The 8 Worst Flu Shot Mistakes According to Immunity Experts—Plus, Here’s Who Needs a Flu Shot in 2023
These flu shot mistakes can reduce the efficacy of that jab. Here’s when to get your flu shot for maximum protection, plus experts' tips to enhance the effectiveness of your shot since experts predict an early flu season this year.
How bad will the 2023-2024 flu season be?
Many people underestimate influenza, but this seasonal virus causes millions of cases and thousands of deaths each year. From October 2022 through April 2023, between 20 million and 54 million Americans contracted influenza—that’s one in every six people, according to the Centers for Disease Control and Prevention (CDC). That’s a fairly normal season, but that was last year. Experts say that while they aren’t necessarily anticipating a terrible flu season for 2023-2024, they are predicting this season may start earlier than normal.
Linda Yancey, MD, an infectious disease doctor affiliated with Memorial Hermann hospital in Texas, says these predictions aren’t an exact science but do tend to offer a reliable projection.
Dr. Yancey explains that every year in March, the FDA reviews data from the previous flu season, as well as the circulating strains in the southern hemisphere during their winter. Then they estimate what flu season will look like in America.
This year, there are four prevalent strains the FDA has deemed the greatest threats and therefore recommended for inclusion in the 2023-2o24 flu vaccine: Influenza A, H1N1 Victoria/Wisconsin, influenza A H3N2 Darwin, influenza B Victoria, and influenza B Yamagata. This is slightly different from last season’s mix, which can make it more unpredictable.
One way you can protect yourself and your loved ones is to get your flu shot—yes, you: “Simply put, because it works,” Dr. Yancey says. “The flu shot is recommended for everyone. It doesn’t prevent all cases of the flu, but it dramatically decreases the odds of getting a severe case.” (She adds that you should get the new 2023 Covid-19 shot while you’re at it, since most people can get both the flu shot and Covid shot on the same day—and here’s the best arm to get your Covid shot in. After your vaccines, you may want to make your commitments the following day allow time for rest.)
When should you get your 2023-2024 flu vaccine?
The combo of an earlier start to flu season and different strains means that it’s more important than ever that people get the flu shot as soon as it becomes available, Dr. Yancey says. “Vaccines work best if they are given prior to exposure to the disease,” Dr. Yancey says. “Getting a flu shot early in the season ensures that your immune system will have time to build immunity.” She says this means it’s best to get the flu shot in September or early October for most folks, although it can still help if you get it later.
However, if you’re over the age of 65, you should talk to your doctor about when to get your flu vaccine. In the past, they’ve advised waiting until at least late October to get your vaccine because the protection wanes more quickly in older individuals. If you’re older and get the vaccine too soon, protection might not last the entire flu season. Since this year’s season is predicted to start earlier, your doctor may want you to get it sooner.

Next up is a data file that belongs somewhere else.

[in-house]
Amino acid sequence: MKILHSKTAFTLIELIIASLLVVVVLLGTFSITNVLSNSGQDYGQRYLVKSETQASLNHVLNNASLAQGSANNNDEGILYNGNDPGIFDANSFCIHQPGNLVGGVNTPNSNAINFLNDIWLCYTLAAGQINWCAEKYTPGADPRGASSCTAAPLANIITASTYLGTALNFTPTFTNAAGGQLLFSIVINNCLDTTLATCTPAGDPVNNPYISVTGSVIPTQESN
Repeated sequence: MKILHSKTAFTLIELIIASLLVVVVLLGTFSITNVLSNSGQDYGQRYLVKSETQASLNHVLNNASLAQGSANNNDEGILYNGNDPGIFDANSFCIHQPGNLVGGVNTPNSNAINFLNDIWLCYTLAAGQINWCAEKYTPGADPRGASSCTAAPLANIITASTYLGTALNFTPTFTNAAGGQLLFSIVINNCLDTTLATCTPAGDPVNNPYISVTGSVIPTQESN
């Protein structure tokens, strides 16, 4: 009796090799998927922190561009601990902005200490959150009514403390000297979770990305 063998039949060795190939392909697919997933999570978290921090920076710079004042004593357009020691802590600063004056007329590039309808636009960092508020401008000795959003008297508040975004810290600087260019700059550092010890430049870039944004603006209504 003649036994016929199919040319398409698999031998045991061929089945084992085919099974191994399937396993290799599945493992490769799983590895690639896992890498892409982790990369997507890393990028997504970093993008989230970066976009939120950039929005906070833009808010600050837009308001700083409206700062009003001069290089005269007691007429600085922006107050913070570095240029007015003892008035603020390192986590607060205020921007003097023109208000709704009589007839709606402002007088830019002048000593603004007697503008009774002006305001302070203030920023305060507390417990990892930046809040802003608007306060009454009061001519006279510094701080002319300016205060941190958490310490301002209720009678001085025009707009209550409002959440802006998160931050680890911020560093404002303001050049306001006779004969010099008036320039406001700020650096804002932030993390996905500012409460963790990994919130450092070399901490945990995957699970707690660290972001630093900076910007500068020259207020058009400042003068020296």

Why you should get your flu shot
If that seems like a safe margin to gamble with, you might want to think again. The flu is a serious illness that can lead to pneumonia, hospitalizations, and death, says Margaret Khoury, MD, pediatric infectious disease doctor and regional lead of the Kaiser Permanente Southern California Flu Vaccination Program.
The CDC spells it out like this: During the 2019-2020 flu season, flu shots prevented 7.5 million illnesses, 3.7 million medical visits, 105,000 hospitalizations, and 6,300 deaths. Notably, the flu shot offers critical protection for children—the CDC says 80% of kids who die from influenza are unvaccinated.
While the only real way to mess up your flu shot is not to get it at all, top experts tell The Healthy @Reader’s Digest the biggest mistakes people make when it comes to the flu vaccine.
Flu shot mistake #1: Not getting the vaccine because you think you’re too old—or young
Anyone older than six months should get the flu vaccine (unless you have a medical reason to avoid it, like an allergy or an immune disorder), Dr. Khoury says, adding that this is especially important for the following groups:
- children older than six months or anyone who cares for children
- the elderly or their caregivers
- pregnant women
- people with asthma, heart disease, or diabetes
- anyone over age 50
- anyone who suffers from an autoimmune disease
- anyone who lives in a nursing home or long-term care facility
- those with obesity
- all healthcare workers
Flu shot mistake #2: Skipping this year’s flu shot because you got one last year
Every year, influenza viruses mutate, which means the virus isn’t the same as the one you were vaccinated against last year. “People need to get the flu shot every year because flu viruses are constantly changing, and it is not unusual for new flu viruses to appear each year,” says Caroline Sullivan, nurse practitioner, primary care provider, and assistant professor at Columbia University’s school of nursing in New York City. Plus, Sullivan says, “Studies have shown that the body’s immunity to influenza, either through natural infection or vaccination, declines over time.”